Long Reads

The Best Meal I Never Ate

October 15, 2015

I can count on one hand the times I have cleaned my plate in front of a boy and thought nothing of it.

On the cusp of puberty, my best friend and I had somehow gleaned from pop culture, or other women, or god-knows-where, that it was horrifically unbecoming, unladylike as Southern women like to say, to be hungry or to eat at all in the presence of the opposite sex. The more low brow the food—pulled pork, Sloppy Joes, greasy pizza—the greater the offense.

Let fried toast bring you joy

To put this into perspective, I once saw her eat a piece of candy she found on the floor of our middle school—yes, found, not dropped—but between the ages of 14 and 26, I cannot recall a single situation when I saw her eat an entire meal in front of a man and she could probably say the same about me.

Shop the Story

Because we went to an all girls school, we didn’t get much practice eating in front of boys and it never became a necessity. We told ourselves that we weren't hungry until it became true; skipped meals became the standard, so that meals eaten invited the loaded comment: I can’t believe you’re eating that.

It was no surprise that when I woke up in the middle of the night—still painfully and exquisitely full from a meal at which I had eaten everything down the the last grain of farro smushed between the prongs of my fork so that I would not have to lick my plate—I had a very bad case of the could have, would have, should haves.

What had I missed out on eating during the decade or so that I spent skipping dinner, picking the cheese off of pizza, the chocolate out of cookies, and believing that the worst, most offensive "f" word was fried?

My mind wandered to one specific incident and it played on a loop behind my forehead. The very first time a boy offered to cook for me he asked, “Can I make you breakfast for dinner? Fried eggs on toast?” And I, horrified that he had dropped the “f word” in my presence, would say no. No, no, no, no, no. No to butter. No to fried. No to eggs. No to his generosity. No to an olive branch, a potential turning point in my perception of myself.

And that is, without a shadow of a doubt, the best meal I never ate. Sure, I can make myself fried eggs on toast, but if you’ve ever tried to make one of your grandma’s recipes using all the same ingredients down to the brand, following her instructions to a T, and your food still didn’t taste like hers, you know what I mean.

There is a phenomenon the world over that the person cooking is able to make food taste a certain way—be it by conscious intention or magic or their hair and skin particles falling into it, nobody knows—and no other person anywhere, at any point in time, can replicate that flavor. No fried egg on toast will ever taste as good as that one would have, could have, should have.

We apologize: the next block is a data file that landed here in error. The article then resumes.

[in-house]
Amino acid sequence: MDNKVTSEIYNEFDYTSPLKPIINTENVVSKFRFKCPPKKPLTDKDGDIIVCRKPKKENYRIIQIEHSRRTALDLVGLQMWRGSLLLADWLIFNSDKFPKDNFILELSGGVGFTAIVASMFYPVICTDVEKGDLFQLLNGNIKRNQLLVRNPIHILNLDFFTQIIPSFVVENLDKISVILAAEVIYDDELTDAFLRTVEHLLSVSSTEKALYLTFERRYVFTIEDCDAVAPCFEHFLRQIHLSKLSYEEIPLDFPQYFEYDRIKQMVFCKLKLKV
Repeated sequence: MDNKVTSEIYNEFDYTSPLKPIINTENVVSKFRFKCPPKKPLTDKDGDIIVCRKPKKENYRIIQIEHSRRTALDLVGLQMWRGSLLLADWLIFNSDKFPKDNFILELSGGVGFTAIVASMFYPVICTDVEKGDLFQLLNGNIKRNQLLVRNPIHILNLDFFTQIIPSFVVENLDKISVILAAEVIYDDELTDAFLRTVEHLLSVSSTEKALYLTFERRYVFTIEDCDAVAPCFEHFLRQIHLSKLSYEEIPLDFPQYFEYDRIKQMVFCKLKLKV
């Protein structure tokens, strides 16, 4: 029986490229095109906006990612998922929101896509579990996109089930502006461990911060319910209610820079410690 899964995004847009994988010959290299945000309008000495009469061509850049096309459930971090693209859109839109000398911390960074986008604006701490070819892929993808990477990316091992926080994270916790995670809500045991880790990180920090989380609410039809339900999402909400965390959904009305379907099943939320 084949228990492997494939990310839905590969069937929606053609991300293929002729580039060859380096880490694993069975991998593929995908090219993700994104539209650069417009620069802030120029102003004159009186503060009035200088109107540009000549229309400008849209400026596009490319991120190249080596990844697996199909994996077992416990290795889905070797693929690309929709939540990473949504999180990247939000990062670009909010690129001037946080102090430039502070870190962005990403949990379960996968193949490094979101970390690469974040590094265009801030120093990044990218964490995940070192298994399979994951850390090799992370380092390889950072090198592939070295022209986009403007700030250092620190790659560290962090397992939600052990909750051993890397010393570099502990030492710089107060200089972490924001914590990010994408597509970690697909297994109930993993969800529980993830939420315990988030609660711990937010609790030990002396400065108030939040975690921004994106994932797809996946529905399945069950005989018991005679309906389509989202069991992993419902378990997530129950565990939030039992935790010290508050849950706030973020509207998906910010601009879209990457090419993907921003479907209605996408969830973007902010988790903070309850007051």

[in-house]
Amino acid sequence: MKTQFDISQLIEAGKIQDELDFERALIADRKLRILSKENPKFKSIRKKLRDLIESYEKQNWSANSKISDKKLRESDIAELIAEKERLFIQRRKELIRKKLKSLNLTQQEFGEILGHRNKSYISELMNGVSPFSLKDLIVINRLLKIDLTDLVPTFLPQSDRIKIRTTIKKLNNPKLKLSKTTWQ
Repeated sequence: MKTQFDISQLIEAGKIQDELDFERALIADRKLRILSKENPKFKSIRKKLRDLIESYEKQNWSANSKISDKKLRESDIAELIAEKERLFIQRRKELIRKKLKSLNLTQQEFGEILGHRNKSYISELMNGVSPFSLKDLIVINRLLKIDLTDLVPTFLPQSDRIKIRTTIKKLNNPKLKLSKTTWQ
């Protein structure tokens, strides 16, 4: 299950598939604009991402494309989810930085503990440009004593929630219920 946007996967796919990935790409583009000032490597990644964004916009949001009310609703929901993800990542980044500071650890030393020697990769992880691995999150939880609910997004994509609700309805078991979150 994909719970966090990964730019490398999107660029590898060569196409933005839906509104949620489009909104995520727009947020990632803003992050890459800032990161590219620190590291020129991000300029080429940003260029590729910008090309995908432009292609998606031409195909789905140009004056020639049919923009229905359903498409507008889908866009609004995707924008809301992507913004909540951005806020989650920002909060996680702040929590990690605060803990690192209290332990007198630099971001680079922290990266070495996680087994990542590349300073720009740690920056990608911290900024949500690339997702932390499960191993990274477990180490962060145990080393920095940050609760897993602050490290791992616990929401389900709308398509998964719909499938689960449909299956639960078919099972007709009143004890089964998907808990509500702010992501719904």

Though what might have been was definitely nothing technically exquisite—probably a plain ol' grocery store egg on Wonderbread—I like to embellish my faux memory.

I tell myself that it was a perfectly fried egg, crispy on the edges and runny in the center, perched gently on locally made, buttered whole grain toast, topped with shiitake oil, and salt—and that I am not afraid of the butter or the egg yolk or the oil, or the boy.

Shiitake Oil

Makes 2 cups

10 ounces shiitake mushrooms
1 leek, cleaned and quartered
2 bay leaves
2 small cloves garlic, whole and peeled
1/3 ounce thyme sprigs
1 pinch kosher salt
2 cups grapeseed oil

See the full recipe (and save and print it) here.

Final photo by Hannah Messinger, third photo by Mark Weinberg, all others by James Ransom

See what other Food52 readers are saying.

  • theresa castillo
    theresa castillo
  • kansashostage
  • Leslie Stephens
    Leslie Stephens
  • Girlfromipanema
  • Sasha
Food stylist, photographer, writer, and butter enthusiast. Living in Nashville, Tenn.


theresa C. October 16, 2015
I too grew up in Tennessee and was raised to not eat a lot in front of a guy and to NEVER keep eating once he was finished...which became problematic when dating a guy who was in the military..he inhaled his food and I would have to stop after two bites...but the loophole my mom used was to pre game for a party..we would get hamburgers before going to where ever we were going...funny and yet all that fuss could easily lead a young girl to an eating disorder.
kansashostage October 15, 2015
I grew up eating fried eggs on toast and would NEVER turn that down. Of course, I also grew up with the story of my parents' first date where my mother not only cleaned her plate, she finished my father's. He was so happy to see a woman actually eat a meal instead of wasting it, he fell in love on the spot (I'm sure there were other attributes as they've been married 52 years). I repeated the pattern on the first date with my husband and we've now been blissfully married almost 30 years. The moral of this is that real men like to see women eat.
Leslie S. October 15, 2015
This story rings so true—In middle school I once pretended to eat a fried egg on toast my dad made me but instead hid it in a napkin under the table. Still makes me sad to this day that I didn't eat it, but it might also be part of the reason that I almost never turn down food now (and certainly never for caloric reasons)—life's too short!
Girlfromipanema October 15, 2015
Thank you for this; where there is food and women there are (unfortunately) stories of denial. I can only hope that the next generation of women is not taught to disappear.
Sasha October 15, 2015